Above the Glass
by Samantha on 06/27/15 at 09:50 PM ET
It’s been a busy week here in the Rose City: the Winterhawks released their pre and regular season schedules just days before several players were drafted into the NHL. And of course, there’s the buzz that the proposed NHL expansion has already generated. I would argue the NHL is already here, in the form of its future. This weekend, Paul Bittner, Adin Hill and Caleb Jones (brother of Seth) became the next generation of Winterhawks drafted into the NHL. Just like that, Columbus has become the new Portland, courtesy of Paul's former linemate Oliver Bjorkstrand and fomer Winterhawks Ryan Johansen and Brandon Dubinsky. And if by some chance the Coyotes were to move to Rip City, Adin Hill would land right back where he started.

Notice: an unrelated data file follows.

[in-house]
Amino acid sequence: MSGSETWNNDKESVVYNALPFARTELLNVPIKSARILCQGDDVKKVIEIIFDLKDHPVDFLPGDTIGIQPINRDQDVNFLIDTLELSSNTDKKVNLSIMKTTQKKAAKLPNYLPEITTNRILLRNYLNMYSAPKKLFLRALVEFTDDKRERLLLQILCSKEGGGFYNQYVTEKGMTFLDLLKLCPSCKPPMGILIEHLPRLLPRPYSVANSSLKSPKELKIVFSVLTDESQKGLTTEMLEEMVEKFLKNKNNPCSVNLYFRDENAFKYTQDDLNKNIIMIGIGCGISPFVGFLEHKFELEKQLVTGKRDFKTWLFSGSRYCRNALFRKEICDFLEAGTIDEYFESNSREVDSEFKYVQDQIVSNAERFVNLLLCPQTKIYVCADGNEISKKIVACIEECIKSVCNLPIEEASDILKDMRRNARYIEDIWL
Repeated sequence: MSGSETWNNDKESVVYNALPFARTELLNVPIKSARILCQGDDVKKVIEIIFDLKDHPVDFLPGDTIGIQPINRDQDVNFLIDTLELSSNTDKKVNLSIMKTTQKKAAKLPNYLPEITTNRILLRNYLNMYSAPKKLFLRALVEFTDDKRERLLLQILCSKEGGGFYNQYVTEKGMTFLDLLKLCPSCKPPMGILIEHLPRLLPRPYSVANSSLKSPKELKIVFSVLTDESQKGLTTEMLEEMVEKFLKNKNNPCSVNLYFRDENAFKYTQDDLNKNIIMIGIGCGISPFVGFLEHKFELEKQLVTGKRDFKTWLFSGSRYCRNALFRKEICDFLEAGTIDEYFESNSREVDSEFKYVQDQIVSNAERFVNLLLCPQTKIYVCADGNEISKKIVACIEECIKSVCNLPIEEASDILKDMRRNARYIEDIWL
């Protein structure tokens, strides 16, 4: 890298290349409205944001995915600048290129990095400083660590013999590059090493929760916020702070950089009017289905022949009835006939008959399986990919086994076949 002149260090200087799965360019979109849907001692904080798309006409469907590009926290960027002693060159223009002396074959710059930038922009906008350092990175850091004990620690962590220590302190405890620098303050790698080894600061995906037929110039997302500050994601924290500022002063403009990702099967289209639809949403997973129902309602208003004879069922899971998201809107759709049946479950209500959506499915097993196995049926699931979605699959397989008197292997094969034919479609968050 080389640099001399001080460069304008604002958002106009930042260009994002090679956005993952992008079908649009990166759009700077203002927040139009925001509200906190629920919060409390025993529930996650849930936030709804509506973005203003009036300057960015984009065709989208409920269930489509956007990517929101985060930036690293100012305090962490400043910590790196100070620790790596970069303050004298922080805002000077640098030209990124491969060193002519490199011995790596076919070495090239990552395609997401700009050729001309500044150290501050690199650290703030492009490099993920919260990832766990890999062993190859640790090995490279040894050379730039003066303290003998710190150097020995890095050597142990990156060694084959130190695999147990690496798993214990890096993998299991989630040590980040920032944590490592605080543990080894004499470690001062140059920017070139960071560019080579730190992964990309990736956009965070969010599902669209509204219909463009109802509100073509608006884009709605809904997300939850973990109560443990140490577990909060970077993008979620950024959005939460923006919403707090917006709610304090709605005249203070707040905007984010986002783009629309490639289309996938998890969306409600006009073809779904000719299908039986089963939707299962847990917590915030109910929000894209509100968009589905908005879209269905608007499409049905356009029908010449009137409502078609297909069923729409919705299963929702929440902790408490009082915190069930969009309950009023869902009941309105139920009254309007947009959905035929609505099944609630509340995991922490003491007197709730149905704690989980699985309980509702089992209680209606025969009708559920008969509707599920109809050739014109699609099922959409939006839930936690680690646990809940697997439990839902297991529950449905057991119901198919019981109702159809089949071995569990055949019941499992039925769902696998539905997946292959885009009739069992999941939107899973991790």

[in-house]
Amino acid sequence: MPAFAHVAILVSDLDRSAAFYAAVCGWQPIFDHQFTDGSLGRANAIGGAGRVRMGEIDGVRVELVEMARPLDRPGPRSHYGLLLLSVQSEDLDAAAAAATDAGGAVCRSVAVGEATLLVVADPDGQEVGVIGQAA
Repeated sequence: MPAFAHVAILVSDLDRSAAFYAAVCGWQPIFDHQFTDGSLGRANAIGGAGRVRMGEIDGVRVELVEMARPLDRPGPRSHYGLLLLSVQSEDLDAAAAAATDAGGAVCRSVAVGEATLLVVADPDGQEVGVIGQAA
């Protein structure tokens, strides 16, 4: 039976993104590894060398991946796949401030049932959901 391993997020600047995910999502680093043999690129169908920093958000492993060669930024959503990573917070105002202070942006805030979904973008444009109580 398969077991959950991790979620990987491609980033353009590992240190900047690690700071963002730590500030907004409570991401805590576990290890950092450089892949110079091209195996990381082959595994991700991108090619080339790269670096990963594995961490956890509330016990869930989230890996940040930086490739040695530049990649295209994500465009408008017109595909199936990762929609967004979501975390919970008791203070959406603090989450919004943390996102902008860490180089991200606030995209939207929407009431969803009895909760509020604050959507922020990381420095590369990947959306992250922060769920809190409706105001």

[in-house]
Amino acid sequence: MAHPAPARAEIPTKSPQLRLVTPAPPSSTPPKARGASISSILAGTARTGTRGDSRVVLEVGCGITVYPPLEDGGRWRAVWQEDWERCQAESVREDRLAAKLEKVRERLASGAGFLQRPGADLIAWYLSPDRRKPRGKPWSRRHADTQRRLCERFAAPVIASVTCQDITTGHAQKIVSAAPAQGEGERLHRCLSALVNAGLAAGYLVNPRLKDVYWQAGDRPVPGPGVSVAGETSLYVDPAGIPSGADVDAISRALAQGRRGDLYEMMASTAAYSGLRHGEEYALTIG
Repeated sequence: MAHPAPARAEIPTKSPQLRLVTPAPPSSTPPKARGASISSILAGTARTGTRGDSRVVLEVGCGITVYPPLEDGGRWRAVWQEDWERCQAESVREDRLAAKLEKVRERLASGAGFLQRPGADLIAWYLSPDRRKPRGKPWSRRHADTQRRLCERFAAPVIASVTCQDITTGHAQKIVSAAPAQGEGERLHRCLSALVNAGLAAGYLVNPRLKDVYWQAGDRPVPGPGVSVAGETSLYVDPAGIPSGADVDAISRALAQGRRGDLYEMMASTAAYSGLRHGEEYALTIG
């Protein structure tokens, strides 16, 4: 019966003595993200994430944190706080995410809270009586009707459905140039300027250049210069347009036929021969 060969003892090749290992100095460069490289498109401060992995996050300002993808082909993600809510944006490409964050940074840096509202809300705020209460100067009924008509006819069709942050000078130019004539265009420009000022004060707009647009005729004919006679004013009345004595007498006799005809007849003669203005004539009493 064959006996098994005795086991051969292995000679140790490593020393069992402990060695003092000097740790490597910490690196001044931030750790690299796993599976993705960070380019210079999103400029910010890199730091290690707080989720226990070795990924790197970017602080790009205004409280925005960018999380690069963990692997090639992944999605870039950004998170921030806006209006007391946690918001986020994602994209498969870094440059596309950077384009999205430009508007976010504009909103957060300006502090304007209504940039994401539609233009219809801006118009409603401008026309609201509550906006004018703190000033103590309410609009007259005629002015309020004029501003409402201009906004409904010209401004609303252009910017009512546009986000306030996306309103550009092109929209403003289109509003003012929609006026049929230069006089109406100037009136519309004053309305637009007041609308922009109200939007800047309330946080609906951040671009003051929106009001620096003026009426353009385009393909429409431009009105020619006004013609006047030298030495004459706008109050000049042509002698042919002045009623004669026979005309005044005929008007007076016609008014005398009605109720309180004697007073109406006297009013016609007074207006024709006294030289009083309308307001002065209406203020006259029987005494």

Columbus is the New Portland. When he began his rookie season with Portland, Paul Bittner was the youngest active playing player in the WHL. As a late birthday (11/4/96), he was still 15 years old at the start of the 2012 – 2013 season. Not that you’d really notice; he was already 6’4” and showed early promise from day one in training camp. In three seasons with the Portland Winterhawks, he graduated to the top line, where he played for most of the past season with Nic Petan and fellow Blue Jackets prospect Oliver Bjorkstrand. During that time, he also set career-highs on all fronts, with 34 goals and 37 assists for 71 points in 66 games. At first glance, you might take him for an all-finesse forward, but look deeper and you’ll see a versatile athlete who’s not afraid to play a physical game. Beyond the ice, Paul is a native son of the ultimate hockey state, Minnesota; sturdy and built to last. I must admit, I was a little bummed he wasn’t chosen in the first round as expected, but good things come to those who wait. In the coming season, I expect to see Paul mature on the ice and become more of a team leader. Beyond that, the real question is which Columbus prospects jersey do I wear on Blue Jackets game day? Johansen, Bjorkstrand or Bittner? Decisions, decisions…